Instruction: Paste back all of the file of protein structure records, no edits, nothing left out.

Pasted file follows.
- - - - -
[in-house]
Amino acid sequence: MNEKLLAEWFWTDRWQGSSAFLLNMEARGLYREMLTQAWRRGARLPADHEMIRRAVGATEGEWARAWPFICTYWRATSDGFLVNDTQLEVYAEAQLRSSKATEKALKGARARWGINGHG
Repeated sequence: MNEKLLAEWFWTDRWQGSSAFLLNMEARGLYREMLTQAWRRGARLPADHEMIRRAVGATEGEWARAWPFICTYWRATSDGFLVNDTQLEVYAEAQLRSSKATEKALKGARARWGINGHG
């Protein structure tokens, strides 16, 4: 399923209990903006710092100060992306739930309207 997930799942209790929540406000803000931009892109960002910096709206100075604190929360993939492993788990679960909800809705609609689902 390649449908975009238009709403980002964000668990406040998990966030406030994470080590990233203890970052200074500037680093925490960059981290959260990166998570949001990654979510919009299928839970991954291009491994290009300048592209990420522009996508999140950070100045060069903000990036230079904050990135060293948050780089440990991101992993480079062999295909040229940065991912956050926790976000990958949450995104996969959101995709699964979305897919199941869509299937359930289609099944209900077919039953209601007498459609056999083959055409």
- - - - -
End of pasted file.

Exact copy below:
[in-house]
Amino acid sequence: MNEKLLAEWFWTDRWQGSSAFLLNMEARGLYREMLTQAWRRGARLPADHEMIRRAVGATEGEWARAWPFICTYWRATSDGFLVNDTQLEVYAEAQLRSSKATEKALKGARARWGINGHG
Repeated sequence: MNEKLLAEWFWTDRWQGSSAFLLNMEARGLYREMLTQAWRRGARLPADHEMIRRAVGATEGEWARAWPFICTYWRATSDGFLVNDTQLEVYAEAQLRSSKATEKALKGARARWGINGHG
């Protein structure tokens, strides 16, 4: 399923209990903006710092100060992306739930309207 997930799942209790929540406000803000931009892109960002910096709206100075604190929360993939492993788990679960909800809705609609689902 390649449908975009238009709403980002964000668990406040998990966030406030994470080590990233203890970052200074500037680093925490960059981290959260990166998570949001990654979510919009299928839970991954291009491994290009300048592209990420522009996508999140950070100045060069903000990036230079904050990135060293948050780089440990991101992993480079062999295909040229940065991912956050926790976000990958949450995104996969959101995709699964979305897919199941869509299937359930289609099944209900077919039953209601007498459609056999083959055409």